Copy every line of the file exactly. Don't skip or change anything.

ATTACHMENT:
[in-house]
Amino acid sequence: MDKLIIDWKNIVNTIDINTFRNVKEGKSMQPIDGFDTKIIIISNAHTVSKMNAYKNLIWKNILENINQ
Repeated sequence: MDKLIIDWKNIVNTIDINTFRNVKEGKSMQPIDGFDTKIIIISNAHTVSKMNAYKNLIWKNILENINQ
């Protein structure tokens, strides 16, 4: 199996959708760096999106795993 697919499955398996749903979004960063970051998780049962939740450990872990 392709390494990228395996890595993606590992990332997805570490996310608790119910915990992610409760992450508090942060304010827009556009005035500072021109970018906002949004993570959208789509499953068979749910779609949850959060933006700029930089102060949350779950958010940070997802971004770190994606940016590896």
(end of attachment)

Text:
[in-house]
Amino acid sequence: MDKLIIDWKNIVNTIDINTFRNVKEGKSMQPIDGFDTKIIIISNAHTVSKMNAYKNLIWKNILENINQ
Repeated sequence: MDKLIIDWKNIVNTIDINTFRNVKEGKSMQPIDGFDTKIIIISNAHTVSKMNAYKNLIWKNILENINQ
């Protein structure tokens, strides 16, 4: 199996959708760096999106795993 697919499955398996749903979004960063970051998780049962939740450990872990 392709390494990228395996890595993606590992990332997805570490996310608790119910915990992610409760992450508090942060304010827009556009005035500072021109970018906002949004993570959208789509499953068979749910779609949850959060933006700029930089102060949350779950958010940070997802971004770190994606940016590896």